How to choose the right laptop for yourself!

Here we explain how to choose the right laptop for yourself, there are many factors you need to understanding while choosing and buying a laptop to prevent from being disappointed later, but we will write 8 essential tips for you.

Compact enough to carry with you, As the laptop is used to work at home, office or at the GO, you need to choose a compact size laptop which can be easily transported and carried.

There’s a wide variety of sizes, features and prices, which makes choosing the right laptop a challenge.

That’s why you need to figure out what your needs are. To make the right call, just follow these steps.

1. Pick a Platform: Mac, Windows or Chrome OS?

This is not an easy question and answer, especially if you’re not familiar with both Macs and PCs.

But this quick overview of each platform’s strengths and weaknesses should help.

Most laptops are coming with one of the most three famous operating systems such as Windows, Chrome OS and Mac OS X, choosing the right one is a personal preference but here’s a quick summery of what each offers.

Windows 10

The most flexible operating system, Windows appears on many more makes and models than Chrome OS or Mac OS X. Windows notebooks range in price from under $200 to several thousand dollars and offer a wide array of features from touch screens to fingerprint readers to dual graphics chips. Windows 10, the latest version of Microsoft’s flagship operating system, provides a number of improvements over Windows 7 and 8, including the ability to switch between tablet and desktop modes, a revamped Start menu with live tiles and the powerful Cortana digital assistant. Since its launch in July 2015, Windows 10 has also added a host of improvements, including the ability to use follow-up questions with Cortana, search your email using natural language and use your stylus to scribble almost anywhere.

Apple OS X EI Capitan

All MacBooks come with Apple’s own operating system, Mac OS X El Capitan. Overall, the operating system offers similar functionality to Windows 10, but with a different take on the interface that substitutes an apps dock at the bottom of the screen for Microsoft’s Start menu and taskbar. iPhone or iPad users will appreciate iOS-like features such as Launch Pad for your apps, superior multitouch gestures, and the ability to take calls and text from your iPhone. However, OS X isn’t made for touch, because no MacBook comes with a touch screen.

Chrome OS

Found on inexpensive “Chromebooks” such as the Lenovo 100S Chromebook, Google’s OS is simple and secure, but limited. The user interface looks a lot like Windows with an application menu, a desktop and the ability to drag windows around, but the main app you use is the Chrome browser. The downside is that there are few offline apps and those that exist don’t always work well. However, the operating if you need a device to surf the Web and check email, navigate social networks and chat online, Chromebooks are inexpensive and highly portable, and they offer good battery life. Google is also planning to add the ability to run Android apps, which would suddenly make this platform a lot more useful for the masses.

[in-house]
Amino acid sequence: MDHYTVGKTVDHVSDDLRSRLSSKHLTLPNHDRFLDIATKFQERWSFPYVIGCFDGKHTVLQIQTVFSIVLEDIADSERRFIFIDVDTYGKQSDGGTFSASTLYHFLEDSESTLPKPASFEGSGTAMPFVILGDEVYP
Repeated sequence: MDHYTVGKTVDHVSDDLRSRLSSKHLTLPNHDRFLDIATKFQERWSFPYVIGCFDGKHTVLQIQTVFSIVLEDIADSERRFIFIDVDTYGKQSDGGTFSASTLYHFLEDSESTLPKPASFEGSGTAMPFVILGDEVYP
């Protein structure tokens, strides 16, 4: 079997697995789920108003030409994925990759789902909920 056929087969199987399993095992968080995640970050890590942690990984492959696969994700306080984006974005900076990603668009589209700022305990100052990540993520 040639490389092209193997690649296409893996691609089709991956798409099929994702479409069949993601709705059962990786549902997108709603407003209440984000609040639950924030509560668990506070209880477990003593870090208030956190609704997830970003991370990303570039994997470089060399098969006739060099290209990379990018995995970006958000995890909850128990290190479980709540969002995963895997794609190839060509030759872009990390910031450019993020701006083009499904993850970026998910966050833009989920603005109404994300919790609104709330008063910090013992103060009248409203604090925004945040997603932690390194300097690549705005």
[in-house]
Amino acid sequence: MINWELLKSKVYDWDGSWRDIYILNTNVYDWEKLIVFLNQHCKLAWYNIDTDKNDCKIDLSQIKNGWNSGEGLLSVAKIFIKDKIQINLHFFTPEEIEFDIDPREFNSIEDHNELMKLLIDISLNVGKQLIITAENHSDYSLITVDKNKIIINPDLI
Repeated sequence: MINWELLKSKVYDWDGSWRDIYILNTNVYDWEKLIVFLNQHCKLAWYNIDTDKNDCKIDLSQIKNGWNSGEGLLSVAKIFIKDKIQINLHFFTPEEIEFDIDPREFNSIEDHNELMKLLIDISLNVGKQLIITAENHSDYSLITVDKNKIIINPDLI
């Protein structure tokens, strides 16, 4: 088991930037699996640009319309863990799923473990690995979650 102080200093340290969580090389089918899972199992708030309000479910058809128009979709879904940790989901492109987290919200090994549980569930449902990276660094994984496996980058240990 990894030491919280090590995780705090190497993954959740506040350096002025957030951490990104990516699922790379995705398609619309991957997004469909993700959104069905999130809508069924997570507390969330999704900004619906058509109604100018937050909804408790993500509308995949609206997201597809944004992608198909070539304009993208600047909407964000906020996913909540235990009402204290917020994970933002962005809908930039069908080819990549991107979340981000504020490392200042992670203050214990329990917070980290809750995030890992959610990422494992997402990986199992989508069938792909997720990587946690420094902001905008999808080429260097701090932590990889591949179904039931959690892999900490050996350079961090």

2. Decide if you want a 2-in-1

These days, many PC laptops fall into the category of “2-in-1s,” devices that can switch between traditional clamshell mode, tablet mode and other positions in between such as tent or stand modes. The 2-in-1s generally come in two different styles: detachables with screens that come off the keyboard entirely and flexible laptops with hinges that bend back 360 degrees to change modes. Most of these systems are much better at serving one purpose than the other, with bend-backs being laptops first and detachables offering a superior tablet experience. However, if you don’t see the need to use your notebook as a slate, you’ll usually get more performance for your money and a better productivity experience with a traditional clamshell laptop.

If you decide you want a 2-in-1, note that bendables usually have far better battery life than their detachable brethren.

3. Choose the right size

Before you look at specs or pricing, you need to figure out just how portable you need your laptop to be. Laptops are usually categorized by their display sizes:

  • 11 to 12 inches: The thinnest and lightest systems around have 11- to 12-inch screens and typically weigh 2.5 to 3.5 pounds,
  • 13 to 14 inches: Provides the best balance of portability and usability, particularly if you get a laptop that weighs under 4 pounds.
  • 15 inches: The most popular size, 15-inch laptops usually weigh 4.5 to 6.5 pounds. Consider this size if you want a larger screen and you’re not planning to carry your notebook around often.
  • 17 to 18 inches: If your laptop stays on your desk all day every day, a 17- or 18-inch system could provide you with the kind of processing power you need to play high-end games or do workstation-level productivity.

4. Check that keyboard and touchpad